Encyclopedia of Things We Lost Forever – Day 7: Dodo

Banksy for the Wimp: Encyclopedia of Things We Lost Forever

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The dodo was a flightless, plump bird that lived on the island today known as Mauritius in the Indian Ocean. For the longest time the island was uninhabited. It was first recorded in the Middle Ages by Arab sailors. Portuguese sailors established a visiting base there in 1507. At that time the dodo was epidemic on the island as it had no native predator. As soon as man set foot on the island though it was hunted by sailors, their domesticated animals and by invasive species introduced by man. The last recorded sighting of the dodo dates back to 1662. Today the dodo counts as the first animal that went extinct due to humans. It only lives on in Alice in Wonderland.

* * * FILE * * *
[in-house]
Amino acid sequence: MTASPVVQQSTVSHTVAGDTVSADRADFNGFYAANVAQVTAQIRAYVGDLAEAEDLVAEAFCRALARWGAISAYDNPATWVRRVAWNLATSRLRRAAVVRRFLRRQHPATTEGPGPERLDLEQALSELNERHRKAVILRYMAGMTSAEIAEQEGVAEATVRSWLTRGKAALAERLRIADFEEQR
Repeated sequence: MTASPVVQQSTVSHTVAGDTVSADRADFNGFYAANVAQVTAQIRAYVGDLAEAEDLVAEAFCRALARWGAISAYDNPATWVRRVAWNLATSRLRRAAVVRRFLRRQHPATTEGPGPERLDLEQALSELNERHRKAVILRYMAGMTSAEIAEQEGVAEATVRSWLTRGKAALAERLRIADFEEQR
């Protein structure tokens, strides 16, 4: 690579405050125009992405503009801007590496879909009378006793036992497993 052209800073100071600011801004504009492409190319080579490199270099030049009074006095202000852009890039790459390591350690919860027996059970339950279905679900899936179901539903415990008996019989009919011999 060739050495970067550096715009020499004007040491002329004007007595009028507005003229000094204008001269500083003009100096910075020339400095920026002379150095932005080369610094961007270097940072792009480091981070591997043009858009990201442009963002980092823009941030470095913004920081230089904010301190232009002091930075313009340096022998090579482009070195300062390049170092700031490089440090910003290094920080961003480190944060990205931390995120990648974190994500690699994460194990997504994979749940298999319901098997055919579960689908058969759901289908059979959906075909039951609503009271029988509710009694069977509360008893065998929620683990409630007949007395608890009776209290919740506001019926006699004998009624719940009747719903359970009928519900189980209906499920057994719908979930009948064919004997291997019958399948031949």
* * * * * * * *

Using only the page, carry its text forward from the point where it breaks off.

It’s closest genetic relative, the Rodrigues solitaire, is also extinct, erasing this whole subfamily of the family of doves and pigeons from the gene-pool. Evolution that means progress and ultimately survival depends on diversity. Every animal, every subfamily and family we lose narrows down the chances of success of evolution and thus narrows down our chances of survival. It happens naturally because death and decline is as much part of nature as birth and growth is. But that extinction was not nature, it was humans who destroyed the whole ecosystem of the island for a mono-culture of sugar. It was the first but not the last extinction we were directly responsible for.